The factual matrix was said to include:

(i) the fact that the Taliban was active in Afghanistan and might want to overthrow the legitimate government;

(ii) that the Taliban might want to seize the warehouse;

(iii) it was said a distinction is drawn in the insurance market between the risk of action by a governing authority (such as expropriation and nationalisation) covered by political risk policies and challenges to the governing authority (such as insurrection and rebellion) covered by political violence policies; and

(iv) the argument that political violence wordings evolved from clauses used in the marine market such as the Institute Time Clauses Hull (1.11.95), and that there were other relevant wordings in the market such as LMA 3030, a terrorism wording.

The Judge found that none of these matters displaced the clear wording of the clause. The fact that points (i) and (ii) were known did not point to reinsurers intending to give cover for seizure of the warehouse rather than excluding it. 

On point (iv) the defendants argued that their interpretation gave this wording the same meaning as in the Institute War and Strikes Clauses Hulls -Time (1.11.95), from which it was said this clause evolved.  The Court found that the Institute clause was not equivalent to this exclusion, it appeared if anything that the drafter of this clause appeared to be seeking to achieve something different, and there was no evidence as to whether they had worked from the Hulls Clause, or of an evolution in drafting from that clause. The Judge also rejected submissions that the fact that this wording was a standard form widely used in the political violence market meant that the matter should be allowed to go to trial.

The defendants’ point (iii) was described as their “common sense” argument, and they put forward the proposition that expert evidence was required on the difference between political risk and political violence markets in order to construe the clause. It was said that the difference between the two types of cover concerned not the type of loss, but who causes it (with political violence cover focussed on politically motivated acts not perpetuated by government). The Court found that this was an overly broad generalisation, and that it was also wrong. Other perils covered under the reinsurances were not restricted to actions by non-government actors (such as “war” which obviously required an act of government), and it was clear that the policy did not only cover traditional political risks. The Court found that the distinction between Political Risk perils and Political Violence perils were:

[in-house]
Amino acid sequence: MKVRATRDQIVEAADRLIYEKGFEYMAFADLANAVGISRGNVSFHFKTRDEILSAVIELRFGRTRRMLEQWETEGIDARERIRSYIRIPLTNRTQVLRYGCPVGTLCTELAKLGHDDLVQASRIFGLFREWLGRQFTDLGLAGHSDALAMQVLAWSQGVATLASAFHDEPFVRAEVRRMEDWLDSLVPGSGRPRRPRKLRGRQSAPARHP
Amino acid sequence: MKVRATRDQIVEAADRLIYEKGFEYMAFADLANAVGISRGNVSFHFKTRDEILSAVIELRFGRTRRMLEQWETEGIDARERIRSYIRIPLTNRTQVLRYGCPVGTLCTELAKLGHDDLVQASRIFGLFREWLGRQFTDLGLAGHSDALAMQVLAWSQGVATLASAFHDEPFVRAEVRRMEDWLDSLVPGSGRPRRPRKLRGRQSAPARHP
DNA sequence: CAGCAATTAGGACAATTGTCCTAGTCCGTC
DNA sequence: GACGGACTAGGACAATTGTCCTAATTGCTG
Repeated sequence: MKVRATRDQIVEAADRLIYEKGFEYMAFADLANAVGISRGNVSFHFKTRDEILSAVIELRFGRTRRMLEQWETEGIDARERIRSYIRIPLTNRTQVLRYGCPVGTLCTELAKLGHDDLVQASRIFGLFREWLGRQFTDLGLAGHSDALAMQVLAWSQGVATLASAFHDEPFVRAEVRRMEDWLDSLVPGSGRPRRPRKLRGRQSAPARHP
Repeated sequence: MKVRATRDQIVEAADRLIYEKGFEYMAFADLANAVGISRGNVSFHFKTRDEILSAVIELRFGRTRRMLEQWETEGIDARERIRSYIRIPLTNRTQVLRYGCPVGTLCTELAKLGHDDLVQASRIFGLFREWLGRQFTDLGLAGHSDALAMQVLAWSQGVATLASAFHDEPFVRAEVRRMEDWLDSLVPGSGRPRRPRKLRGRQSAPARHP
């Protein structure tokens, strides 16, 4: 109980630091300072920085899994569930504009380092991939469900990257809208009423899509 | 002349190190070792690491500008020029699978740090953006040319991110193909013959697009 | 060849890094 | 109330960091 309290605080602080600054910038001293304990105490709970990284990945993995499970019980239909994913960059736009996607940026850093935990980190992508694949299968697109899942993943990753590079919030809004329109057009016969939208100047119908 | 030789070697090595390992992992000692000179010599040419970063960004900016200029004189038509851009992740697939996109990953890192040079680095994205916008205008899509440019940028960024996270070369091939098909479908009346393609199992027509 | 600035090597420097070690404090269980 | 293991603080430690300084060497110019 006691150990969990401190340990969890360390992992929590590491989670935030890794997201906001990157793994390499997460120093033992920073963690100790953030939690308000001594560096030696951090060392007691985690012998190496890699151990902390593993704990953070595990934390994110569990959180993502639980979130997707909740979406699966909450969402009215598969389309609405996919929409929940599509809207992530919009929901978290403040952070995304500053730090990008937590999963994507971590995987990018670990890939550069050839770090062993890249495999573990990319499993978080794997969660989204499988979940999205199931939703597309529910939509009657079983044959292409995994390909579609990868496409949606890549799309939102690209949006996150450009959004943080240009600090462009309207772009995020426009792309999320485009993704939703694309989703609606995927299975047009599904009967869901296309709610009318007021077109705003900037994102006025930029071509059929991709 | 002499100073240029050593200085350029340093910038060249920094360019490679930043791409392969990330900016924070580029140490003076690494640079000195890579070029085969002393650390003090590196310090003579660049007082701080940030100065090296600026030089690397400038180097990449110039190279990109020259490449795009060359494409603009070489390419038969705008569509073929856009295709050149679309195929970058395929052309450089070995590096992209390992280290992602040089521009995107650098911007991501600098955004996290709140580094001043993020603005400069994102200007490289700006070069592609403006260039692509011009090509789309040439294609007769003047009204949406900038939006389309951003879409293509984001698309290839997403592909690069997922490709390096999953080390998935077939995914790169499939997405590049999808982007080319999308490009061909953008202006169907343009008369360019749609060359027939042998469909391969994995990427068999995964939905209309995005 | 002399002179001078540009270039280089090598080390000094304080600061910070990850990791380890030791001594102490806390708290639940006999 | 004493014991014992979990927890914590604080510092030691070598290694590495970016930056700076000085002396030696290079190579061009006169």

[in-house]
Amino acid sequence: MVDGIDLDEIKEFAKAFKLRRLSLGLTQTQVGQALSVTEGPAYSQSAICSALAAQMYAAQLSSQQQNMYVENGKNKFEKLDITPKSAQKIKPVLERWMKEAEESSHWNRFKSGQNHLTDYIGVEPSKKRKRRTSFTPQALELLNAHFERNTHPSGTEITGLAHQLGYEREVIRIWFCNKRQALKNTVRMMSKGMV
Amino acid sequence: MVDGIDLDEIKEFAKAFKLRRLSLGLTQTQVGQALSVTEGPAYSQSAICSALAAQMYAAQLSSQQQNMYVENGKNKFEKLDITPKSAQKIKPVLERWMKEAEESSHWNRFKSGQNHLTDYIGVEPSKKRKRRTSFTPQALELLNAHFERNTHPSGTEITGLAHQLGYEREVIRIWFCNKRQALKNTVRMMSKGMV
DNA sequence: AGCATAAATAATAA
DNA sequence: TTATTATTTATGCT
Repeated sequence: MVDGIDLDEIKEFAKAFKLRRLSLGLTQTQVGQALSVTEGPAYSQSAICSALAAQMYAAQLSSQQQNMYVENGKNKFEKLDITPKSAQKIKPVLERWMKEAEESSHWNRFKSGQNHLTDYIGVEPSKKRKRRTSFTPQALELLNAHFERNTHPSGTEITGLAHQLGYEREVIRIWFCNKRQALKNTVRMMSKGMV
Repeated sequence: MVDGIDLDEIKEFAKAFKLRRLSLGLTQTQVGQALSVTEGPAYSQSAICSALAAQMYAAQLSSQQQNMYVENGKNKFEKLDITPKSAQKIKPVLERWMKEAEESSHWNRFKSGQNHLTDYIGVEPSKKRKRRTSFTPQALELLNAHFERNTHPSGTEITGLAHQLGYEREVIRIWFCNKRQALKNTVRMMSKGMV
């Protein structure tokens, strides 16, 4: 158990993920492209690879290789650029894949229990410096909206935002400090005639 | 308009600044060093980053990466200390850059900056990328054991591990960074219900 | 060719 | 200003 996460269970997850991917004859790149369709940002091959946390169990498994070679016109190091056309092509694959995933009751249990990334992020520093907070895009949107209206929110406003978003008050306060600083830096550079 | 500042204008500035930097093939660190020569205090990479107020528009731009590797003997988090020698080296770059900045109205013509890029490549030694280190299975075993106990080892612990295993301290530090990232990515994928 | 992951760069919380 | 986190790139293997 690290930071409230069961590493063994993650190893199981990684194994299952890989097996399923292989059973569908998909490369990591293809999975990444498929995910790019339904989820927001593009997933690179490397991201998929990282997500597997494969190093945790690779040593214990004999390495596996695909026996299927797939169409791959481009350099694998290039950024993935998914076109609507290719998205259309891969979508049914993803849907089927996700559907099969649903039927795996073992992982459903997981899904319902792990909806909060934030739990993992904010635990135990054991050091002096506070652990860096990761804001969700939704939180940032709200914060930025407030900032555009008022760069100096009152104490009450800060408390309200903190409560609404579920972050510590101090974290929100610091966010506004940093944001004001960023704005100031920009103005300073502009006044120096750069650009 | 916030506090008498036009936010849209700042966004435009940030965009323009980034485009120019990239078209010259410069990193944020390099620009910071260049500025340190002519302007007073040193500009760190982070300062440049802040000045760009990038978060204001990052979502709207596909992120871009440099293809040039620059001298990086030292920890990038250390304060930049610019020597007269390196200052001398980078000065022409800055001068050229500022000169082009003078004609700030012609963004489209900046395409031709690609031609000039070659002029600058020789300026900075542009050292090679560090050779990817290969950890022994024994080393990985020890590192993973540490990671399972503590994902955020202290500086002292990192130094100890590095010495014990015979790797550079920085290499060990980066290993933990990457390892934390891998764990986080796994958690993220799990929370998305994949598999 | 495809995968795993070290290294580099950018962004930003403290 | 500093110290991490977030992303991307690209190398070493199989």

• The perils are not synonymous with violence.
  • They do not naturally give rise to property damage, although they might.  The natural and foreseeable loss is deprivation of possession (seizure, confiscation, nationalisation, detention etc)

This characterisation was supported by Kuwait Airways v Kuwait Insurance Co4 and was consistent with the reinsurances in this case.

Physical loss or deprivation loss

The court held that the wording of the cover made clear that it only responded to political violence risks and consequent property damage, not political risks and consequent deprivation loss. 

The policy wording made clear that it was for “Property Damage only” with repeated reference to “physical loss” and “physical damage” and that was to be expected in a Political Violence policy.

Peril falling within the insuring clause and the exclusion

It was accepted that the Taliban’s campaign against the government of Afghanistan in 2021 likely engaged one of the insured perils. However, neither party suggested that this had caused the loss rather than the Taliban’s seizure of the warehouse. However, if the loss was somehow caused by an insured peril, where the cause of the loss was also the excluded seizure, the exclusion would prevail.

Conclusion

The Court held that the exclusion for “seizure” applied and granted summary judgment to reinsurers.

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Footnotes

  1. [2012] EWHC 571
  2. [2021] UKSC 1
  3. [1999] 1 Lloyd’s Rep (803)
  4. [2024] EWHC 1426 (Comm)